# A wheel has a coonstant rotational acceleration of 3.0 rad/s^2. During a certain 4.0 s interval, it turns through an angle of 120 rad. Assuming that the wheel starts from rest, how long is it in motion at the start of the 4s interval.

I just need help in getting started. I know that the 3.0 rad/s^2 is the alpha roational acceleration and 120 rad is the theta. I do not have though rotational velocity.

Thank you

The way you ask the question does not make sense. At the START of the 4s interval, it is at rest, and you are asking "how long is it in motion?" At the start of the interval, it has not been in motion at all. You have already told us how long it is in motion, so why are you asking "how long"?

Perhaps you meant to ask how large an angle it turns through AT THE END OF 4 seconds. In that case,

Total angle of rotation = (1/2)*alpha* t^2

The displacement from t=0 is not 120, but 120 plus the displacement starting at the four second period

totaldisplacement=initialdisplacement + initalangularspeed*time + 1/2 angular acceleration*time^2

Starting from rest...

120+ initialdisplacement= +0+ 1/2*3 (t )^2

solve for t. this is the time from starting to the end of the four second period.

Now, initial displacement is 1/2*3(t-4)^2

so

120+1/2*3(t-4)^2=1/2*3 (t )^2

solve for t. You are looking for t-4 in this problem.

check my thinking.

## Haha, sorry for the confusion with the question! Let's break it down to make it easier to understand.

We know that the rotational acceleration (alpha) of the wheel is 3.0 rad/s^2 and the angle of rotation (theta) is 120 rad. We are trying to find out how long the wheel has been in motion at the start of the 4s interval.

First, let's calculate the time it takes for the wheel to reach the angle of 120 rad using the formula:

theta = 0.5 * alpha * t^2

120 = 0.5 * 3.0 * t^2

Now, solve for t using some algebra:

240 = 3.0 * t^2

t^2 = 80

t = √80

t ≈ 8.94 seconds

So, at the end of the 4s interval, the wheel has been in motion for approximately 8.94 seconds.

Now, to find out how long it has been in motion at the start of the 4s interval, we need to subtract 4 seconds from the total time:

Time at the start of the 4s interval = 8.94 - 4

Time at the start of the 4s interval ≈ 4.94 seconds

Therefore, the wheel has been in motion for approximately 4.94 seconds at the start of the 4s interval.

## Your initial understanding is correct: the given rotational acceleration is 3.0 rad/s^2 and the angle of rotation is 120 rad. However, you are right in pointing out that the question is a bit confusing in asking for "how long" the wheel is in motion at the start of the 4s interval, as it starts from rest.

To find the time it takes for the wheel to rotate through an angle of 120 rad, we can use the kinematic equations for rotational motion:

θ = ωi*t + (1/2) * α * t^2

where θ is the angle of rotation, ωi is the initial angular velocity (which is zero in this case), α is the angular acceleration, and t is the time.

In this case, we know that θ = 120 rad and α = 3.0 rad/s^2. Since the wheel starts from rest (ωi = 0), we can simplify the equation to:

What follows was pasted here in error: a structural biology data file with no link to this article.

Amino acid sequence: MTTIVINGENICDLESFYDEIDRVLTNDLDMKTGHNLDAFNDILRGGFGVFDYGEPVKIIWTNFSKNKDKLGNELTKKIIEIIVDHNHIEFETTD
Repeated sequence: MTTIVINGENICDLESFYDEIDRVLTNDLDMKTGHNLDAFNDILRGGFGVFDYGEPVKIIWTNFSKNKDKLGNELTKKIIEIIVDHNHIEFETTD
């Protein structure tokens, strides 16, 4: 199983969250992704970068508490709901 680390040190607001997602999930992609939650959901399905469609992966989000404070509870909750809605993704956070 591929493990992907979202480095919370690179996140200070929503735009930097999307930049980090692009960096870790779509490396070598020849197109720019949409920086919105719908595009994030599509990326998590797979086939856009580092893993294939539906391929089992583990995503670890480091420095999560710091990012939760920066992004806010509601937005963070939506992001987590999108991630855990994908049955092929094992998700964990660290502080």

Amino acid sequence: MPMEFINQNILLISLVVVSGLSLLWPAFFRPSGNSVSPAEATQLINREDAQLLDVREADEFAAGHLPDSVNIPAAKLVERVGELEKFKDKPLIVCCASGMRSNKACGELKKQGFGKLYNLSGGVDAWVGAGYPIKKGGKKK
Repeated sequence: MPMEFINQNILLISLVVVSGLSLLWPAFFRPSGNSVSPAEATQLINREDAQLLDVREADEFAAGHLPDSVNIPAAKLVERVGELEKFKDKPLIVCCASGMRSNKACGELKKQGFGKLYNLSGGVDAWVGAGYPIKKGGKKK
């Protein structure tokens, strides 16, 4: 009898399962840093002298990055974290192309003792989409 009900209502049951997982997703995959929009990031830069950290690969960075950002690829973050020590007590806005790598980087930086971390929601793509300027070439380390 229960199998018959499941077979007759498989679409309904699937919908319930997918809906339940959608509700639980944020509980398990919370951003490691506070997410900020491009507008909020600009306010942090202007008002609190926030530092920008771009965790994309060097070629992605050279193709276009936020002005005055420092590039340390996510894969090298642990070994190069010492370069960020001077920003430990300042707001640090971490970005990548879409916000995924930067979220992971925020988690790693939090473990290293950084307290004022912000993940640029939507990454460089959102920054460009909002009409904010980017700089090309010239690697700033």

120 rad = (1/2) * 3.0 rad/s^2 * t^2

Now, we can solve this equation to find the time it takes for the wheel to rotate through 120 rad:

240 = 3 * t^2

t^2 = 80

t = √80 ≈ 8.94 s

So it takes approximately 8.94 seconds for the wheel to rotate through an angle of 120 rad.

However, your clarification about the "start of the 4s interval" suggests that you may be looking for the time it takes for the wheel to start rotating. In that case, the wheel starts from rest and reaches the 120 rad rotation at 4 seconds. Therefore, it is in motion for the entire 4-second interval.

Please let me know if you need further clarification or if I can assist you with anything else.

## To start solving the problem, we can use the kinematic equation for rotational motion:

θ = ω₀t + (1/2)αt²

Where:

- θ is the angle of rotation (120 rad in this case),

- ω₀ is the initial angular velocity (0 rad/s because the wheel starts from rest),

- α is the rotational acceleration (3.0 rad/s²),

- t is the time interval (4.0 s in this case).

To find how long the wheel is in motion at the start of the 4.0 s interval, we need to determine the value of t when θ = 0 (since it starts from rest).

Since we know the values of θ, ω₀, α, and t, we can substitute them into the equation:

0 = 0 + (1/2)(3.0)(t)²

Simplifying the equation gives us:

0 = 1.5t²

This equation tells us that the wheel is at rest at the start of the 4.0 s interval. Therefore, it is not in motion.

If you meant to ask how large an angle the wheel turns through AT THE END OF the 4.0-second interval, we need to solve the equation with the given values:

120 rad = 0 + (1/2)(3.0)(4.0)²

Simplifying the equation gives us:

120 = 6t²

Dividing both sides by 6 gives:

20 = t²

Taking the square root of both sides gives:

t ≈ ±4.47 s

The negative root doesn't make physical sense in this context, so we only consider the positive root. Therefore, the wheel is in motion for approximately 4.47 seconds at the end of the 4.0 s interval.

Please let me know if anything is unclear or if you have any further questions!